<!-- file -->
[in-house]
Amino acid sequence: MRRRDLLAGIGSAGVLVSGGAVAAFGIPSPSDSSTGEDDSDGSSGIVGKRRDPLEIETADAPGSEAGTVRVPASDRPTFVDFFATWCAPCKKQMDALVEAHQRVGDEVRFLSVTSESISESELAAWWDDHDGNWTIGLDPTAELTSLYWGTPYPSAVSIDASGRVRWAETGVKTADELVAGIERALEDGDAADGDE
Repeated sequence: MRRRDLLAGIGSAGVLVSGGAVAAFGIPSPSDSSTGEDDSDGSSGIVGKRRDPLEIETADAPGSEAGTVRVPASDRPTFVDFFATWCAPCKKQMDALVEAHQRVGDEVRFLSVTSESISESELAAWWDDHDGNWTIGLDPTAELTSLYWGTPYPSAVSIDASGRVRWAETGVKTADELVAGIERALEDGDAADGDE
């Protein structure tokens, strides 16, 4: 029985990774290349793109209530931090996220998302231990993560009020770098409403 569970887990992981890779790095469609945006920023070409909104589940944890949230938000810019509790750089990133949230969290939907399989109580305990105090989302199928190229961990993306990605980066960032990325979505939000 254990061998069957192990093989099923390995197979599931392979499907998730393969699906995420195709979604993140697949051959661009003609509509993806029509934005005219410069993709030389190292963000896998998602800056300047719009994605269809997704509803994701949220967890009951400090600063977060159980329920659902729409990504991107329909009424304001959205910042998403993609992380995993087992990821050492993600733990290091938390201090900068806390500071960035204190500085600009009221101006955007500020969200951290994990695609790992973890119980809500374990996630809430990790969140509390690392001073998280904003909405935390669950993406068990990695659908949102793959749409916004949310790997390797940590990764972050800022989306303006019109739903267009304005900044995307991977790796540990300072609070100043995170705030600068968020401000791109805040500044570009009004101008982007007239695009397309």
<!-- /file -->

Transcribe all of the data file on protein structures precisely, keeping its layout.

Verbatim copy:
[in-house]
Amino acid sequence: MRRRDLLAGIGSAGVLVSGGAVAAFGIPSPSDSSTGEDDSDGSSGIVGKRRDPLEIETADAPGSEAGTVRVPASDRPTFVDFFATWCAPCKKQMDALVEAHQRVGDEVRFLSVTSESISESELAAWWDDHDGNWTIGLDPTAELTSLYWGTPYPSAVSIDASGRVRWAETGVKTADELVAGIERALEDGDAADGDE
Repeated sequence: MRRRDLLAGIGSAGVLVSGGAVAAFGIPSPSDSSTGEDDSDGSSGIVGKRRDPLEIETADAPGSEAGTVRVPASDRPTFVDFFATWCAPCKKQMDALVEAHQRVGDEVRFLSVTSESISESELAAWWDDHDGNWTIGLDPTAELTSLYWGTPYPSAVSIDASGRVRWAETGVKTADELVAGIERALEDGDAADGDE
């Protein structure tokens, strides 16, 4: 029985990774290349793109209530931090996220998302231990993560009020770098409403 569970887990992981890779790095469609945006920023070409909104589940944890949230938000810019509790750089990133949230969290939907399989109580305990105090989302199928190229961990993306990605980066960032990325979505939000 254990061998069957192990093989099923390995197979599931392979499907998730393969699906995420195709979604993140697949051959661009003609509509993806029509934005005219410069993709030389190292963000896998998602800056300047719009994605269809997704509803994701949220967890009951400090600063977060159980329920659902729409990504991107329909009424304001959205910042998403993609992380995993087992990821050492993600733990290091938390201090900068806390500071960035204190500085600009009221101006955007500020969200951290994990695609790992973890119980809500374990996630809430990790969140509390690392001073998280904003909405935390669950993406068990990695659908949102793959749409916004949310790997390797940590990764972050800022989306303006019109739903267009304005900044995307991977790796540990300072609070100043995170705030600068968020401000791109805040500044570009009004101008982007007239695009397309």